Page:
The other option is to sift through court records independently, however, this is generally a tedious and inefficient method. This is because the employer would have to search records one-by-one in each and every place the applicant is known to have lived.

Employers could also use the Internet and social media to garner background on an individual, but such information is obviously going to be incomplete and may also be inaccurate.

What Shows Up on a Background Check in Arizona?

There are different kinds of background checks an employer or individual can run, and the results of these checks will vary accordingly. Some of the more common ones are identity or social security verification, criminal background, driving record, or sex offender registry checks. It is also possible to verify other types of information, such as education or work history.

Criminal background checks will show an individual’s name, race, gender, and date of birth, and may include information such as:

  • Criminal charges
  • The relevant offense level
  • The filing date
  • The case’s disposition and disposition date
  • Sentencing type and length

Arizona law does not allow for the expungement of convictions, though convictions can be set aside. Any convictions set aside by a court will still appear on a background check, but there will appear as set aside, meaning that the court does not recognize the offense any longer.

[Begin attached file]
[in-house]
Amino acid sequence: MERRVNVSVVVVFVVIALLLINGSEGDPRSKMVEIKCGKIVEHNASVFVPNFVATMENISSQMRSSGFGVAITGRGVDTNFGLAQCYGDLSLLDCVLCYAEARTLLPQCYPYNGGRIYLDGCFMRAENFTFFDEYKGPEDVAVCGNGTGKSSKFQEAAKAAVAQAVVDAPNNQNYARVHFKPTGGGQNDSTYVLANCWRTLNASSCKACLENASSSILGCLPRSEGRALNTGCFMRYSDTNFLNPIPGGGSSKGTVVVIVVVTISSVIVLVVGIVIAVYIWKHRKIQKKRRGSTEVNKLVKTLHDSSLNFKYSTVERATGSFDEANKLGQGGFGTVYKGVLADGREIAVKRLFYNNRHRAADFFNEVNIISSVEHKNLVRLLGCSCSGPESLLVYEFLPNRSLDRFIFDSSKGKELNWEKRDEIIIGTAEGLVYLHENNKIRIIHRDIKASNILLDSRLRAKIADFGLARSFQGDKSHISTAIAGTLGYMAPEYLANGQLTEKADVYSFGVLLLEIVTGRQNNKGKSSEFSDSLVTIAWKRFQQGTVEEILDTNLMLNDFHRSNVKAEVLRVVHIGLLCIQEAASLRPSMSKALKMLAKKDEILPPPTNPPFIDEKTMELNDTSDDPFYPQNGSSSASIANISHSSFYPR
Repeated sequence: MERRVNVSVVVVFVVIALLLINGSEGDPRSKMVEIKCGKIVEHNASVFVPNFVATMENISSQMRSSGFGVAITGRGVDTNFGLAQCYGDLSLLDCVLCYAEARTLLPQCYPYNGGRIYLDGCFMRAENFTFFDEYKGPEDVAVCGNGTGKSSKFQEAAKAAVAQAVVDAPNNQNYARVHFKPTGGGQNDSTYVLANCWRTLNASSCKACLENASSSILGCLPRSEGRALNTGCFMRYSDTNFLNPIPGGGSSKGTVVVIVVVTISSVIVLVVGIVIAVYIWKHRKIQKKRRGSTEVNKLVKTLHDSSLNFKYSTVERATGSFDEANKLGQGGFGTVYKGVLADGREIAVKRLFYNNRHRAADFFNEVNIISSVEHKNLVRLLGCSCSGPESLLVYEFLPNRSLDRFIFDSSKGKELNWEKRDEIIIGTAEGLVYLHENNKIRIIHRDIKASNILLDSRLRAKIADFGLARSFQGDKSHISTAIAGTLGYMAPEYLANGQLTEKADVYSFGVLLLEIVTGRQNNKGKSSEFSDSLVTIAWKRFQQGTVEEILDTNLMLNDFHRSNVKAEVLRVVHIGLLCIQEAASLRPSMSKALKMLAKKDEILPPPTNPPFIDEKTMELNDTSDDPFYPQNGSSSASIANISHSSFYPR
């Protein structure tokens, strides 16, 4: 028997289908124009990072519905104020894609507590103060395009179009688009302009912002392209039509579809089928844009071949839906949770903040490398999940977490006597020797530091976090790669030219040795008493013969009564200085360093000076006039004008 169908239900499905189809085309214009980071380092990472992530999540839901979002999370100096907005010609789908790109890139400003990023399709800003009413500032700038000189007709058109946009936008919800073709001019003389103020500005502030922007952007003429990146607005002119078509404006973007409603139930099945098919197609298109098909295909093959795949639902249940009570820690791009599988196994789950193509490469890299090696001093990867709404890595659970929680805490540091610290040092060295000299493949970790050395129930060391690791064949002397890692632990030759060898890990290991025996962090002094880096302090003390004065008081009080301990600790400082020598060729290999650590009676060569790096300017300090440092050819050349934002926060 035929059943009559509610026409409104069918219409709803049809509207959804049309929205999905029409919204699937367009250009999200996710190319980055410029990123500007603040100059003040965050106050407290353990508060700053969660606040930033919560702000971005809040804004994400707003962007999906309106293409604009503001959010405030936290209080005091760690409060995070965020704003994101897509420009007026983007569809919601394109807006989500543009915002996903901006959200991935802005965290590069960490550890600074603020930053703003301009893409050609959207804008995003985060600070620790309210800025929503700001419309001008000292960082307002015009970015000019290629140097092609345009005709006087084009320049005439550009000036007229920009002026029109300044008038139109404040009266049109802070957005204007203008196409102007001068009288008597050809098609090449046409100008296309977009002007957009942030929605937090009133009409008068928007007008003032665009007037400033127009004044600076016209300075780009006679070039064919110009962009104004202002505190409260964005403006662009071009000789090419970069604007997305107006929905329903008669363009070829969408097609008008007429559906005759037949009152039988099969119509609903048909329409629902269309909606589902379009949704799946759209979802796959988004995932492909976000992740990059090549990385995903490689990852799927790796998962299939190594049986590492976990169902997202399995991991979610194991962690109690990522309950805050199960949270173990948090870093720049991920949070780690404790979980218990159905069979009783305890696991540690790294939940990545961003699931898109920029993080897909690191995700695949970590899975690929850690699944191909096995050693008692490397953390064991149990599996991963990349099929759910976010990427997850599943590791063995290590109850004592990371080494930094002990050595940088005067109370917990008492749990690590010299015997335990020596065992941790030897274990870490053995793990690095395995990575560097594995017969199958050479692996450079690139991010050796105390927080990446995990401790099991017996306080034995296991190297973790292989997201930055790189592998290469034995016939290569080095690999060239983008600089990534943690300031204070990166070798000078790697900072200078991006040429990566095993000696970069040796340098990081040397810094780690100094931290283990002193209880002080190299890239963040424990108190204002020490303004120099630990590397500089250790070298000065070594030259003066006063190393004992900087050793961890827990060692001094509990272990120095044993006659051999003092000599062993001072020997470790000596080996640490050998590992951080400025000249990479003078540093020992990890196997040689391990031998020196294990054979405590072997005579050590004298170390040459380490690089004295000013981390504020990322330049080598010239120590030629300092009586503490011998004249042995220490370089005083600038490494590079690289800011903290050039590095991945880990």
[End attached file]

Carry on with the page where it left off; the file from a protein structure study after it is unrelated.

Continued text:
Employers and others running background checks are legally required to regard any such crime or conviction as stricken from an individual’s record.

What Do Employers in Arizona Look for When Running Background Checks?

Arizona employers are likely to run criminal background checks and may also wish to verify educational and other job-related qualifications a candidate lists in his or her application information. They can also look into things like an applicant’s driving records if the job involves travel or financial records if the job is at a bank, for instance.

Some employers may also require a pre-employment drug screening in addition to a background check.

How Far Back do Background Checks Go in Arizona?

As mentioned, Arizona state law adheres to the FCRA, meaning background checks can only report criminal records up to seven years old, including any arrests, indictments, convictions, misdemeanors, and complaints on an individual’s record.

Keep in mind, however, that Maricopa County and other parts of Arizona State have their own statutes extending this period for criminal background checks, so it is always best to check up on local legislation for your city and county.

How Long do Background Checks Take in Arizona?

Most background checks in Arizona run through an investigative reporting agency take less than a week, though they may be prone to additional delays if they involve any court procedures.